The Elw years differentiate in length on a 12-year cycle. The rotation of the planet fluctuates, through regularly. Each cycle is 52596 days long, one day longer than twelve years in the Gregorian calendar.
The only fixed celestial event on the calendar, that is to say, the same date for the same event every year, is Summer solstice (for the northern hemisphere, winter solstice for the southern). The first day of Elroqpin is that day.
For below, it is assumed to be for the northern hemisphere:
The autumn equinox varies between the following dates
- 12 Muulantooq (336-day year)
- 15 Muulantooq (348-day year)
- 18 Muulantooq (360-day year)
- 21 Muulantooq (372-day year)
Winter solstice varies:
- 24 Kuspor (336-day year)
- 18 Kuspor (348-day year)
- 12 Kuspor (360-day year)
- 6 Kuspor (372-day year)
- 12 Fasmas (336-day year)
- 9 Fasmas (348-day year)
- 6 Fasmas (360-day year)
- 3 Fasmas (372-day year)
The year begins, by tradition on the first of Silnuai, and ends in the 336-day year on the 24th of Rugaall, while all other years the year ends on the last day of the leap month Qinamu (which is the 12th in a 348-day year, the 24th in a 360-day year or the 36th in a 372-day year).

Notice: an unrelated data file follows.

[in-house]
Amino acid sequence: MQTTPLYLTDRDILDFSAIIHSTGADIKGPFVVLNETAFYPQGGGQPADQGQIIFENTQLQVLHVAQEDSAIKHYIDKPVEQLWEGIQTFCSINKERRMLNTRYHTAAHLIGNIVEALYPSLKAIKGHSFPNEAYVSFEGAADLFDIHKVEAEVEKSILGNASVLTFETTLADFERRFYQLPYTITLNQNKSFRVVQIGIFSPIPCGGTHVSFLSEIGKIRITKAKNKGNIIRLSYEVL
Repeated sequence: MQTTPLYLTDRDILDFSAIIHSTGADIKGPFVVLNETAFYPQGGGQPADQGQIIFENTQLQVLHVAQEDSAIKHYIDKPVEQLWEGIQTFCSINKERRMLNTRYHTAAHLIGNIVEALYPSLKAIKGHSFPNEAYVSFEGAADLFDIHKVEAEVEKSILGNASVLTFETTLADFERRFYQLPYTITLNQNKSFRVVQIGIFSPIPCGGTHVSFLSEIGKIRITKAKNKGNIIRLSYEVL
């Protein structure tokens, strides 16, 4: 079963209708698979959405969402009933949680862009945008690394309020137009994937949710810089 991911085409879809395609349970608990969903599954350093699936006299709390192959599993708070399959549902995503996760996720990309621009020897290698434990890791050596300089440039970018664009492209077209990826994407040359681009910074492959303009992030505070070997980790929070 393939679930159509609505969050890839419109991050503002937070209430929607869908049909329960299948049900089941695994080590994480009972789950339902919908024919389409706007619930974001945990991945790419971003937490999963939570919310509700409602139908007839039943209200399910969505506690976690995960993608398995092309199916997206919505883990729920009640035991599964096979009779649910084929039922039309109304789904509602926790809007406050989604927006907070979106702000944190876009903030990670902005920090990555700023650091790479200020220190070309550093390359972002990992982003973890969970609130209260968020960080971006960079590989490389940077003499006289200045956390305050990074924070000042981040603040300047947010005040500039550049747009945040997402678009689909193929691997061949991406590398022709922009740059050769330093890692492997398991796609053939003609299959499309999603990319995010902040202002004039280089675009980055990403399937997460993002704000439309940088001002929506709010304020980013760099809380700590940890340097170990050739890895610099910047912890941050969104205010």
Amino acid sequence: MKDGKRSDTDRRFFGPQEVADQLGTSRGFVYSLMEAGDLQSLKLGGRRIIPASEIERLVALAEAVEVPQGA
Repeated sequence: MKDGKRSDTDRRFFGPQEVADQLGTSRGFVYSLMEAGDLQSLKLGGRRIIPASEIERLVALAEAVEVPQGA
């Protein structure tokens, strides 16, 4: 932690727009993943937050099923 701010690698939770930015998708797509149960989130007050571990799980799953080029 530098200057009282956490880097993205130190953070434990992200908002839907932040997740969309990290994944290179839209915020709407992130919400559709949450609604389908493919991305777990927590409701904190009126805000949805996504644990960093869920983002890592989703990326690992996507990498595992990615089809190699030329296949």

The most common length of a year is 372 days and that year always has a full Qinamu, 36 days and thereby is the longest month of the year, half as long as all others).
Silnuai - Kuspor - Gevraquun - Gevrader - Filadinu - Fasmas - Nomeziooqu - Laemill - Araroqpinu - Elroqpinu - Vixaslaa - Oskaltequ - Muulantooqu - Rugaall - Qinamu
Or the order from Midsummer: Elroqpinu - Vixaslaa - Oskaltequ - Muulantooqu - Rugaall - Qinamu - Silnuai - Kuspor - Gevraquun - Gevrader - Filadinu - Fasmas - Nomeziooqu.
The relationship between the Elw calendar and the ASC calendar is more straightforward than it seems.
1 ASC period equals two Elw weeks or 12 days.
By tradition, the Elw divide their year in eight seasons, not the "common" four. They have the mundane names (but in Elw) of being the glistening, blushing, rainy, frosty, snowy, melting, flowering and shining seasons. The exception is probably for summer, the shining and glistening seasons combined, which is commonly known as summer (or in Elw, roqpin).